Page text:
How JustAnswer Works:
  • Ask an Expert
    Experts are full of valuable knowledge and are ready to help with any question. Credentials confirmed by a Fortune 500 verification firm.
  • Get a Professional Answer
    Via email, text message, or notification as you wait on our site.
    Ask follow up questions if you need to.
  • 100% Satisfaction Guarantee
    Rate the answer you receive.
Ask Michael Gonzalez Your Own Question
Michael Gonzalez
Michael Gonzalez, Lawyer
Category: Real Estate Law
Satisfied Customers: 60
Experience:  Managing Member at Perez-Mena & Gonzalez, LLC
Type Your Real Estate Law Question Here...
Michael Gonzalez is online now
A new question is answered every 9 seconds

I purchased a condo in Missouri with out an active HOA. Now

Customer Question

I purchased a condo in Missouri with out an active HOA. Now they have re-activated the HOA with the state. They did nothing to pay dues for for at least 5 years. Now they are taking me to court to get back dues for the last 5 years. Is this legal, and what can i do to argue this
Submitted: 7 months ago.
Category: Real Estate Law
Expert:  Michael Gonzalez replied 7 months ago.

Hello and welcome to JustAnswer. Please note: This is general information for educational purposes only and is not legal advice. No specific course of action is proposed herein, and no attorney-client relationship or privilege is formed by speaking to an expert on this site. By continuing, you confirm that you understand and agree to these terms.

Presuming that the HOA is now in good standing with the state, the payment of association fees is now back due. If you have any evidence that you are being targeted and forced to pay while other members of the HOA are not, then you may have a defense of "selected enforcement." Typically, an HOA must enforce the payment of dues (and other rules) against all members equally.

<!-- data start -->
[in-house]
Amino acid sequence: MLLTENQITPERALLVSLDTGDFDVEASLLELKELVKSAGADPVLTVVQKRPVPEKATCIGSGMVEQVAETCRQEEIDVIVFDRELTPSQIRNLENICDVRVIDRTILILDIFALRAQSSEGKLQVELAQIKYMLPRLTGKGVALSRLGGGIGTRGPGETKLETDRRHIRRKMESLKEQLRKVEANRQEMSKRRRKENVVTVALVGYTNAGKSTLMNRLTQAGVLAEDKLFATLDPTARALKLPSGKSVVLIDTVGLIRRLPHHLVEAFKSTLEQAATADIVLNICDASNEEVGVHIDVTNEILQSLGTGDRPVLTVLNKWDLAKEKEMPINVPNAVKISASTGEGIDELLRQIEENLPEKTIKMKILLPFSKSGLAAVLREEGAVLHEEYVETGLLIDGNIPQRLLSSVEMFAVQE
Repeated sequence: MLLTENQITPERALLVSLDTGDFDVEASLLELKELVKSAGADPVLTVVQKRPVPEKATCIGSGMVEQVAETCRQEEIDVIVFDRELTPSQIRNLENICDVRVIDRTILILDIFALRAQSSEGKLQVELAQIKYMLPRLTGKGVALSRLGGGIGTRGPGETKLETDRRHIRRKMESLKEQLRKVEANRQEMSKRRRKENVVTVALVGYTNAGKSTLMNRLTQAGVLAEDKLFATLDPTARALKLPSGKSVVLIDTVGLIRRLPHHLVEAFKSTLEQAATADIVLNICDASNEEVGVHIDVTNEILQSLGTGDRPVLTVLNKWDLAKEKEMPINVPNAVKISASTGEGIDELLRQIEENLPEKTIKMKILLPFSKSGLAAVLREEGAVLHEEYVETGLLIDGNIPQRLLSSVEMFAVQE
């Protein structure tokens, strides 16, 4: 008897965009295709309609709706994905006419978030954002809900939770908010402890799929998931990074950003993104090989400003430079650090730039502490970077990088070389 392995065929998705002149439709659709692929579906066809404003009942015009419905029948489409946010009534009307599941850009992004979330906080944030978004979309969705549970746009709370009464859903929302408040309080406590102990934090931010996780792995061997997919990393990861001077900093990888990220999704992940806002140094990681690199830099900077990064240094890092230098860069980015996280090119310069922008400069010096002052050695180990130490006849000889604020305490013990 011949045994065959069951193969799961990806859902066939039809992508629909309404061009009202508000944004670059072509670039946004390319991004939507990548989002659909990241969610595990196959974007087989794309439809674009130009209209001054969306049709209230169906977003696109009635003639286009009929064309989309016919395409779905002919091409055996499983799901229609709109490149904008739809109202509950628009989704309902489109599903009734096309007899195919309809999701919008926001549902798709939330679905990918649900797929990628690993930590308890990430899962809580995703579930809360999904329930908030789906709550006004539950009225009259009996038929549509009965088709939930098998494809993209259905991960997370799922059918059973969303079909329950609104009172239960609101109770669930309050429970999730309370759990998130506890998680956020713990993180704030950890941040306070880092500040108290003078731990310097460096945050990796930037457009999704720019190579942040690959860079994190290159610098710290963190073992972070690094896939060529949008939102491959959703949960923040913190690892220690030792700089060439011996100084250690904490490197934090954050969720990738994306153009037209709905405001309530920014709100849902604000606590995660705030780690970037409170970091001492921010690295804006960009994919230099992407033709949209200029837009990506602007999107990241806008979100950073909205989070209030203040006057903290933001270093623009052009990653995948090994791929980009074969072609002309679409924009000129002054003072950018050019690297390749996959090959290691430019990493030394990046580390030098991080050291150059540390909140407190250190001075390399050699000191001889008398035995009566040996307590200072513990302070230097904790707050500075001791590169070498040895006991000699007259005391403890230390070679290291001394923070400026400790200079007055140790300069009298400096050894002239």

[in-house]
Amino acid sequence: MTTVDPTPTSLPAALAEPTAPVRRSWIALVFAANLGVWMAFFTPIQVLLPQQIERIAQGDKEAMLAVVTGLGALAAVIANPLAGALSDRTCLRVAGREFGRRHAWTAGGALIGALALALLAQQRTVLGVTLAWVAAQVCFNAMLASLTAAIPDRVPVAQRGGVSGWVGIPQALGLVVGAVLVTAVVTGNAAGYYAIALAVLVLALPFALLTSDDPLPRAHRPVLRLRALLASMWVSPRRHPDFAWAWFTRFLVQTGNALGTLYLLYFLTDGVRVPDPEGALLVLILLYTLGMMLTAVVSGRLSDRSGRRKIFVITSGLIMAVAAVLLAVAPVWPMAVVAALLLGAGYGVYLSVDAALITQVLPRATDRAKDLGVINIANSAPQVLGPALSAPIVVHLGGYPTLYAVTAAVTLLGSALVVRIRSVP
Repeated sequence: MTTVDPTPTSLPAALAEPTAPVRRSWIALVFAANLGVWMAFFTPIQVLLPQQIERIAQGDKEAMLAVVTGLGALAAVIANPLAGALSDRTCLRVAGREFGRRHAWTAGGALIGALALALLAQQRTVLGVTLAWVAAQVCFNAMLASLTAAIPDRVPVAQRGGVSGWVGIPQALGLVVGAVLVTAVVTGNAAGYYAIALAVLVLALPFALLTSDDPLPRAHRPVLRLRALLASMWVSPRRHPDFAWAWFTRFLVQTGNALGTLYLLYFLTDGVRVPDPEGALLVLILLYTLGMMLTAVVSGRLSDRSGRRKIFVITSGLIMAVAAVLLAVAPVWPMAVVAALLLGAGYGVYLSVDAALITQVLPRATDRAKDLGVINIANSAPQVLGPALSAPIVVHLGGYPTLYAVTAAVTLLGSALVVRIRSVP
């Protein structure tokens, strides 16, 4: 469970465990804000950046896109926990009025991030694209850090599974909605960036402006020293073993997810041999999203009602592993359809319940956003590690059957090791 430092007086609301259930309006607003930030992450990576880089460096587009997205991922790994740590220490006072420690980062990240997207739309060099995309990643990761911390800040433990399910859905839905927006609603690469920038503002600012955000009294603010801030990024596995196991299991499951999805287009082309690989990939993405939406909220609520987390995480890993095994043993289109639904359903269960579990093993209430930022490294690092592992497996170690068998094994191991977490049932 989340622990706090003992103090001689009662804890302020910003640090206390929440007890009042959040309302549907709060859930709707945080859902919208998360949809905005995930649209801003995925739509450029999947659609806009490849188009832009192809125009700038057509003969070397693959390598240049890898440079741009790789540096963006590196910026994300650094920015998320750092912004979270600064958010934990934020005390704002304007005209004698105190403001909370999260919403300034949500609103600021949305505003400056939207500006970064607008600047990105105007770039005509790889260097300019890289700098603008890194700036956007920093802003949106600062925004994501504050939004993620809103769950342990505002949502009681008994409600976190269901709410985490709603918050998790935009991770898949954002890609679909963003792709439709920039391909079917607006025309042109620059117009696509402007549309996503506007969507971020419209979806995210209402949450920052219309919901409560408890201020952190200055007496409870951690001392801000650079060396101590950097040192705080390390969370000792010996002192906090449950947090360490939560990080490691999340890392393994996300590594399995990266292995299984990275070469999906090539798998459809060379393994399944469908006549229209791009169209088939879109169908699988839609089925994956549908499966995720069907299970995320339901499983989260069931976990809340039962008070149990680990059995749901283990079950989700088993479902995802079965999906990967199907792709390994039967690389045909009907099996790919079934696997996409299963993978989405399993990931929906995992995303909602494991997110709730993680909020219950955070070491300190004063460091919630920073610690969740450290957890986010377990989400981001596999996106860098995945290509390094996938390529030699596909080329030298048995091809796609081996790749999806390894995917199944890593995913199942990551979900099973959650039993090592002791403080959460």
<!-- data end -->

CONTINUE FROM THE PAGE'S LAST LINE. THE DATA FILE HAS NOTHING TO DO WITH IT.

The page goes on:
Customer: replied 7 months ago.
OK during the time of the un active association, we mowed the grounds, plowed snow and helped with clean up days in the community, on many occasions. I do not understand why I should pay dues for this period when we helped to do their responibilties
Expert:  Michael Gonzalez replied 7 months ago.

Understood and I am sorry you are in this predicament. You would probably still be responsible for the past due amounts assuming there is not a defense of "selective enforcement" available. That said, you may be able to mitigate the total amount owed by proving the repair and improvements to the HOA performed by yourself. I would strongly recommend hiring a local attorney to defend your interests in this matter and you should advise him of the repair/improvements/services in kind that you have provided when the HOA was inactive.

Customer: replied 7 months ago.
Ok it sounds like the association is god. Is there no defence to a situation like this
Expert:  Michael Gonzalez replied 7 months ago.

Ha. The Association is not god. Aside from the defenses referenced above, other defenses to liens (and eventual foreclosures by an HOA) include but not limited to:

1. The HOA Did an Incorrect Accounting or Overstated Charges

2. Failure to Follow the Assessment Lien Foreclosure Statutes

3. The Assessment is Not Authorized by the Governing Documents

4. Misapplication of Payments

5. Improper Recording of the Assessment Lien

Consult an attorney with Community Association experience to protect your interests.

Customer: replied 7 months ago.
I have not gone to court yet. although I did notice they filed a lien back in 2013 and I never went to court then. My court date is coming up. Have you ever heard of a case where the individual won?
Expert:  Michael Gonzalez replied 7 months ago.

"Going to court" is not the watershed event. You sound like you are currently in litigation. Please consult a local attorney immediately. To answer your question, yes, homeowner's do prevail against the Association.

Customer: replied 7 months ago.
I was just served and doing my homework. I consulted an attorney, he said that if I could find a similar case, that would help, otherwise not much hope
Expert:  Michael Gonzalez replied 7 months ago.

"Homework" should be done by the attorney you consulted. You are not an attorney and are not legally trained to defend yourself. Ask your lawyer to defend you or find another attorney that will.

Expert:  Michael Gonzalez replied 7 months ago.

Please accept my answer when you can. Thank you.

Related Real Estate Law Questions